Chapter 93: The Castaway
Pip, the Pequod’s cabin boy, is drafted to be a replacement oarsman in Stubb’s harpoon boat. Having performed passably the first time out, Pip goes out in the harpoon boat a second time. This time, however, he jumps from the boat in fear when the whale raps the bottom of the boat beneath his seat. Pip’s boatmates become angry when they have to cut the whale loose in order to save Pip after he gets tangled in the lines. Stubb tells him never to jump out of the boat again, threatening not to pick him up next time. But Pip does jump again, and to teach him a lesson, Stubb leaves him alone in the middle of the sea’s “heartless immensity.” This experience drives him mad, at least insofar as his shipmates can observe. Ishmael, on the other hand, declares that the experience endows Pip with divine wisdom.
Chapter 94: A Squeeze of the Hand
Because the spermaceti taken from a whale’s head quickly cools into lumps, the sailors have to squeeze it back into liquid. Ishmael is carried away with enthusiasm for the “sweet and unctuous” sperm. He squeezes all morning long, sentimentally describing his physical contact with the other sailors, whose hands he unintentionally gropes in the vat of sperm. He also describes some of the other tissues of the whale from which oil is derived. He gives a brief glimpse into the ship’s “blubber-room,” where the blubber is cut into sections and prepared for rendering. The blubber-room is a dark and dangerous place: the blubber-men frequently lose toes to the sharp spades used to cut the blubber.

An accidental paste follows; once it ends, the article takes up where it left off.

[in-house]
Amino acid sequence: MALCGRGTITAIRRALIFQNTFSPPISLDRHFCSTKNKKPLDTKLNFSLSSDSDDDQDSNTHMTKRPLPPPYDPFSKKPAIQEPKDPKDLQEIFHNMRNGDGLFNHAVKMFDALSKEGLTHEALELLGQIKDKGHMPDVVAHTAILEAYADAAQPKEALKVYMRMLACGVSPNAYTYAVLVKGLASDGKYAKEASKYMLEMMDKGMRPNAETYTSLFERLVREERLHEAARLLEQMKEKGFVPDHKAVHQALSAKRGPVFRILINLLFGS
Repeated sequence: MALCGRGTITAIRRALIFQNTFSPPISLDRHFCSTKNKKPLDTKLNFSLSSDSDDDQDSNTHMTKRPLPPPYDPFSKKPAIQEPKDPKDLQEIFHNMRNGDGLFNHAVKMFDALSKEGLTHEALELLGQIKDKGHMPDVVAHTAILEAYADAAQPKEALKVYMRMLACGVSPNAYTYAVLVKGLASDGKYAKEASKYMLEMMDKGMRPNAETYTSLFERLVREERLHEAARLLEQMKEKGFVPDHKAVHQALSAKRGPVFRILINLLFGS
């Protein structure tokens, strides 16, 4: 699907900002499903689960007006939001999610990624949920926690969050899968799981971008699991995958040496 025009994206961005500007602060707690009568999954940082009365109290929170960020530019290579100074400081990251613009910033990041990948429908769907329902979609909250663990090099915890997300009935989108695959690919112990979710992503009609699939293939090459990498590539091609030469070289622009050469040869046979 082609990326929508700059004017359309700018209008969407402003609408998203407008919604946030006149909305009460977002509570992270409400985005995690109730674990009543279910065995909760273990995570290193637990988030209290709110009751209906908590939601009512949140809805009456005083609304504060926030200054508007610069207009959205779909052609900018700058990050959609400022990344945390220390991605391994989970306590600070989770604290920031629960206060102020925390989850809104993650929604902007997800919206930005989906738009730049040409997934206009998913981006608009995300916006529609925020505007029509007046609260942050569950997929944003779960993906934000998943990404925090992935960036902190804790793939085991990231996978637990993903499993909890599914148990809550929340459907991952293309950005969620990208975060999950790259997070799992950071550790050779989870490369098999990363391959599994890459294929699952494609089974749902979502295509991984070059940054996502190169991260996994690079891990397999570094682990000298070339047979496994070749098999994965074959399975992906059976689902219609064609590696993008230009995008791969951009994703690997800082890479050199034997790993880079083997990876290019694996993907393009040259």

Chapter 95: The Cassock
Ishmael describes the other parts of the whale, including the penis, euphemistically named the “cassock.” He blasphemously likens the whale’s organ to the dress of clergymen because it has some pagan mysticism attached to it. It also serves a practical purpose on the ship: the mincer wears the black “pelt” of skin from the penis to protect himself while he slices the pieces of blubber for the pots.